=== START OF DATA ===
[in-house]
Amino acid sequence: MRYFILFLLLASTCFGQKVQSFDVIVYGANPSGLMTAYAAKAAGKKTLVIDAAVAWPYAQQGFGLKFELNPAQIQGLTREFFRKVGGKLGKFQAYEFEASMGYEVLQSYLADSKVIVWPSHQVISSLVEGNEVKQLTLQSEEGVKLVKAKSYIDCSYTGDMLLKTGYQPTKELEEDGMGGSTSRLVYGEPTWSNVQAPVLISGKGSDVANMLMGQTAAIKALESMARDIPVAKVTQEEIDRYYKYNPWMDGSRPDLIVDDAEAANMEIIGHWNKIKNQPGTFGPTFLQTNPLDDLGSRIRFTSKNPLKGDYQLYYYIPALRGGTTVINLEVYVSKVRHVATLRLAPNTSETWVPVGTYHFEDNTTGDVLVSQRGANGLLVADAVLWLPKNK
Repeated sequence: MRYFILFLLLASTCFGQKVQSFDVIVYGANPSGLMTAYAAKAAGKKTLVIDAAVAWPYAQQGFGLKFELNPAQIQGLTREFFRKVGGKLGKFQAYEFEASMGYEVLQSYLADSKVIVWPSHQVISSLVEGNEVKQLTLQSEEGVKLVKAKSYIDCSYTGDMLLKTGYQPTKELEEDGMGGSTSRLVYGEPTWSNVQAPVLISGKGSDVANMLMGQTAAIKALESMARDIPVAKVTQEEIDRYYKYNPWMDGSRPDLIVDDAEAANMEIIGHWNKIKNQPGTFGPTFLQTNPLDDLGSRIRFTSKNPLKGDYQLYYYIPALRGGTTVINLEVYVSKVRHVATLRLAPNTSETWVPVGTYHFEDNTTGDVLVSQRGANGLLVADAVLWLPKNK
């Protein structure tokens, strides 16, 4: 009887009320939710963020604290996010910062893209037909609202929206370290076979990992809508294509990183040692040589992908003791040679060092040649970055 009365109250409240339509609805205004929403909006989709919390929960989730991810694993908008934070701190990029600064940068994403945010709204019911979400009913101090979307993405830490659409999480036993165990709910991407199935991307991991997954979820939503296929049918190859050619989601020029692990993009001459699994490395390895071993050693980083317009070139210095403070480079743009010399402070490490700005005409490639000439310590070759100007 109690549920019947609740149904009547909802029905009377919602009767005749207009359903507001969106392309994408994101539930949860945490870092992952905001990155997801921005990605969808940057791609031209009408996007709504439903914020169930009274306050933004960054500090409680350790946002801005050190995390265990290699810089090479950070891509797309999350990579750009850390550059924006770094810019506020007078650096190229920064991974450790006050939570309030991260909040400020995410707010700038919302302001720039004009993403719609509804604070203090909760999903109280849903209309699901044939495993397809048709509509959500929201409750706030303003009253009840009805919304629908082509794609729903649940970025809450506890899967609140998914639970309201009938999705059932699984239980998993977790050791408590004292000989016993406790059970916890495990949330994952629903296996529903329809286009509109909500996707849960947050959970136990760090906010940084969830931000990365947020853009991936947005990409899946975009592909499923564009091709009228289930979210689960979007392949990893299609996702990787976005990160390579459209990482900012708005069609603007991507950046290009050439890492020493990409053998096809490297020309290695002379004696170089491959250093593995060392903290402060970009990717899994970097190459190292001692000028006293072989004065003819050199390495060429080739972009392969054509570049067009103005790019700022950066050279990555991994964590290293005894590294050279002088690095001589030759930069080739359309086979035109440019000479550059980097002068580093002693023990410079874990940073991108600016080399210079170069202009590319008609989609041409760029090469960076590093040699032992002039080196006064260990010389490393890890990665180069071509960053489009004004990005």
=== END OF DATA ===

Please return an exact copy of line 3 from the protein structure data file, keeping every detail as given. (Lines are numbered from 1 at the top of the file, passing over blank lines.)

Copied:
Repeated sequence: MRYFILFLLLASTCFGQKVQSFDVIVYGANPSGLMTAYAAKAAGKKTLVIDAAVAWPYAQQGFGLKFELNPAQIQGLTREFFRKVGGKLGKFQAYEFEASMGYEVLQSYLADSKVIVWPSHQVISSLVEGNEVKQLTLQSEEGVKLVKAKSYIDCSYTGDMLLKTGYQPTKELEEDGMGGSTSRLVYGEPTWSNVQAPVLISGKGSDVANMLMGQTAAIKALESMARDIPVAKVTQEEIDRYYKYNPWMDGSRPDLIVDDAEAANMEIIGHWNKIKNQPGTFGPTFLQTNPLDDLGSRIRFTSKNPLKGDYQLYYYIPALRGGTTVINLEVYVSKVRHVATLRLAPNTSETWVPVGTYHFEDNTTGDVLVSQRGANGLLVADAVLWLPKNK